Arizona Sen. Martha McSally, a former Air Force colonel and one of the first female combat veterans elected to Congress, revealed she was raped by a superior officer during her military career but kept the attack secret out of fear of reprisal.
“Like so many women and men, I didn’t trust the system at the time,” she said during a hearing of the Senate Armed Services Committee. “I blamed myself. I was ashamed and confused. I thought I was strong but felt powerless. The perpetrators abused their position of power in profound ways.”
The revelation came as the committee heard from other military sexual assault victims, and questioned Pentagon officials on whether have done enough to address the problem.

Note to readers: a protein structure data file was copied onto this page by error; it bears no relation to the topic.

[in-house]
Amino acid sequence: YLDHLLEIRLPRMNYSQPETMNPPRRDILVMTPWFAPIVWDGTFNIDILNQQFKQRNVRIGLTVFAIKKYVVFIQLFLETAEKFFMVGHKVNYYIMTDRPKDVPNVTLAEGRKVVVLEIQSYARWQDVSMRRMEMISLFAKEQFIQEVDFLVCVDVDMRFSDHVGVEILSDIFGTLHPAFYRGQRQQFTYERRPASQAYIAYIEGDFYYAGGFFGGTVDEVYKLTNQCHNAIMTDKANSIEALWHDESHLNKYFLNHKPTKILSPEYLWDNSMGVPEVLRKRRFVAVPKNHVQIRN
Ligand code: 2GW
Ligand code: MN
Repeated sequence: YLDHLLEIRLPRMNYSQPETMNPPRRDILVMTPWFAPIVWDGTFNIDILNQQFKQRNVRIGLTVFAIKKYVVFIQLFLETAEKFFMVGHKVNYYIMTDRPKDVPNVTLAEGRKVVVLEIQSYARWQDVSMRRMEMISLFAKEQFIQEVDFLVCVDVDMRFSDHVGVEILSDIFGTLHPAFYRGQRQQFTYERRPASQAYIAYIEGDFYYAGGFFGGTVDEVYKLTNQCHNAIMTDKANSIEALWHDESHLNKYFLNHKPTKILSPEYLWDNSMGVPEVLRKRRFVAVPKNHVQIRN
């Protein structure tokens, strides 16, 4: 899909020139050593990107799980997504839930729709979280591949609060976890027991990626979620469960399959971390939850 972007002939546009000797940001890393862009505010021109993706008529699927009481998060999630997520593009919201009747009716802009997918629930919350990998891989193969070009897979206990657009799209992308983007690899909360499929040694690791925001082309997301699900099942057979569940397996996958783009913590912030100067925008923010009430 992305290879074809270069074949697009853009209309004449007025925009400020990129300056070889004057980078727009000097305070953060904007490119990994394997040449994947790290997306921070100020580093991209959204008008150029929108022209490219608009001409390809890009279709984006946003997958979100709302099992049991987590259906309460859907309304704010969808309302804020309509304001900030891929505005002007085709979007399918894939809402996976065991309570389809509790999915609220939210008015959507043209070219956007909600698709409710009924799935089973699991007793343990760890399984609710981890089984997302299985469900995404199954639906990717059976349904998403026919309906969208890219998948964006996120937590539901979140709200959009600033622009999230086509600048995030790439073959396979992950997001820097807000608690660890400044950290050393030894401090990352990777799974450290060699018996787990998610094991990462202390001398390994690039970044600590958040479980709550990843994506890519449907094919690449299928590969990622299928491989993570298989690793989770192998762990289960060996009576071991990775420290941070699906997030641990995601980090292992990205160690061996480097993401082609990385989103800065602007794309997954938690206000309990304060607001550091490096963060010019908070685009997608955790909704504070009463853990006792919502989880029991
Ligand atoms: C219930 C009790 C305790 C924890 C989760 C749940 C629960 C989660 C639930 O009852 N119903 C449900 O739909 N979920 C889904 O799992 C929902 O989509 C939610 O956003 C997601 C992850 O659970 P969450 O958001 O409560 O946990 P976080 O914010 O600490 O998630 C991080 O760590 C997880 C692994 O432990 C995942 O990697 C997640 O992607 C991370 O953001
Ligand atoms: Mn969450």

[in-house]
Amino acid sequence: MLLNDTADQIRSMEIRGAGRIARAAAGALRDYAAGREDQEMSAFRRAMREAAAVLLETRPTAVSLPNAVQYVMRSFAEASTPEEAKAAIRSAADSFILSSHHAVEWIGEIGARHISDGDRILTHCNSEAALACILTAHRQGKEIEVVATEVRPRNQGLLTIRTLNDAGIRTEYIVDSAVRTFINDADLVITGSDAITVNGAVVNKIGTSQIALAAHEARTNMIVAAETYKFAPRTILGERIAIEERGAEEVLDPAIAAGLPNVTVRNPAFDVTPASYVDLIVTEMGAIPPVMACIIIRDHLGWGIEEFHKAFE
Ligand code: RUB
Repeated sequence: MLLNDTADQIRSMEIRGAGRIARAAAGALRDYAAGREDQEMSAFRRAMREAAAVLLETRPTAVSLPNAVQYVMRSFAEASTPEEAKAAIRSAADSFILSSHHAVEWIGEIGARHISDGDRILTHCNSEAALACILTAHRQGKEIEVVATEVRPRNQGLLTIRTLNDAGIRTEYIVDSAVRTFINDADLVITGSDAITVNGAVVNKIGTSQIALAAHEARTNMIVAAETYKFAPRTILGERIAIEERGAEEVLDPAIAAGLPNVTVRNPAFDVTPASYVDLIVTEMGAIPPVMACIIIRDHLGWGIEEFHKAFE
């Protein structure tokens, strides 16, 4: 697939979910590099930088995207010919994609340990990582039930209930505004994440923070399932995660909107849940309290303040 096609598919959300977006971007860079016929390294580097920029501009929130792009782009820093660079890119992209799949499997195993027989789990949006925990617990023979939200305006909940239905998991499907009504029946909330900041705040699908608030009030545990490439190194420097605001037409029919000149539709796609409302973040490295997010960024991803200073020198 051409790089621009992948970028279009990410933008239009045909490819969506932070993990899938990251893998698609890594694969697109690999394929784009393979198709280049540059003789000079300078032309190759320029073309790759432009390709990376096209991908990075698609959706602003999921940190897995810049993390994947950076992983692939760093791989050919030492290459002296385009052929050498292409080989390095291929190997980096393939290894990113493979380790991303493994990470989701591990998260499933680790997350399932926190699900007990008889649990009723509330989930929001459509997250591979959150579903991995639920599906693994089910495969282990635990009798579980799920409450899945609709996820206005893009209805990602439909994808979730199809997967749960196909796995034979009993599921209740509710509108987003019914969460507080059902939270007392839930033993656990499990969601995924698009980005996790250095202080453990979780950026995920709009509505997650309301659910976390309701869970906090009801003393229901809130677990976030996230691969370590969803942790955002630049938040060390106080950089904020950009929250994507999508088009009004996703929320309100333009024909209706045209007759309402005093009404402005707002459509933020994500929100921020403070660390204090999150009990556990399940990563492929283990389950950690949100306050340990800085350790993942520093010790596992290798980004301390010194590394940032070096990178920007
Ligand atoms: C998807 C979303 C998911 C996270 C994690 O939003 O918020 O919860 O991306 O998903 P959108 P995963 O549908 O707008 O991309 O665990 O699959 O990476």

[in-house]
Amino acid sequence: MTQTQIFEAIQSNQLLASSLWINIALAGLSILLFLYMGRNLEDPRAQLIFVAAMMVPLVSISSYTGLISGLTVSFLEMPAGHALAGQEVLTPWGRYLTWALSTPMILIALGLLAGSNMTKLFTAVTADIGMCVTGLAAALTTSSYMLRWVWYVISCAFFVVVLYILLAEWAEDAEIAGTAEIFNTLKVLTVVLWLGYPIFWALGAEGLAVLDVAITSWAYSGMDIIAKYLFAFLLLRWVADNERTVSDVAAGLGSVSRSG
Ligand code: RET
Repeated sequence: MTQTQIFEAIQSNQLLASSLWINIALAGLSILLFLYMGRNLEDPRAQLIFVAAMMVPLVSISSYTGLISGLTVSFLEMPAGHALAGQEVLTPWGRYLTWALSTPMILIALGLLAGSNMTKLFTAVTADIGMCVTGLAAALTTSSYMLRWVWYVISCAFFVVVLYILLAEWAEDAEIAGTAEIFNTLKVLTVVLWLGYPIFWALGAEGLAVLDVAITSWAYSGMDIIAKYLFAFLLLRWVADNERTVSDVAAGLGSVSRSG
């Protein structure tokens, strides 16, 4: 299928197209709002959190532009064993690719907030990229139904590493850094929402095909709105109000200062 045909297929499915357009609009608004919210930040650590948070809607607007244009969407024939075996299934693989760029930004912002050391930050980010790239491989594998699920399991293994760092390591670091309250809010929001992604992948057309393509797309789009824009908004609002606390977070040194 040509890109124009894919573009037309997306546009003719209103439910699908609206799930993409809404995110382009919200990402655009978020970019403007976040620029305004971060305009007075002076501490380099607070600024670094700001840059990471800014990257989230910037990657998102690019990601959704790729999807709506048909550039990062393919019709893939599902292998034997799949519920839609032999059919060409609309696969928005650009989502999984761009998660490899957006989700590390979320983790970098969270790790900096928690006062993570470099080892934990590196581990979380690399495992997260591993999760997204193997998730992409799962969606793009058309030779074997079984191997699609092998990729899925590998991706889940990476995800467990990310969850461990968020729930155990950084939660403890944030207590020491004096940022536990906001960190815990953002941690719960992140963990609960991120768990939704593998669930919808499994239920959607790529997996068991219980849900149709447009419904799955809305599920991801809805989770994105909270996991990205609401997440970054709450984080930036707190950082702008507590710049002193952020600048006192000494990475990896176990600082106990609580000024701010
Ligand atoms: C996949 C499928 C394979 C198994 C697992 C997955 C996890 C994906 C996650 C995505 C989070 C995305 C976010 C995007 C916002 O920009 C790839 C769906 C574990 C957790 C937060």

McSally, a Republican lawmaker who has been an outspoken voice on issues of equality of women in the ranks, served in the Air Force from 1988 to 2010. She was the first military woman to fly in combat after the military lifted rules barring them from those pilot posts, and provided close-air support during operations in Iraq and Kuwait as part of Operation Southern Watch.
She did not say when the assault occurred or who her attacker was, but did say she did not discuss it with anyone until years later.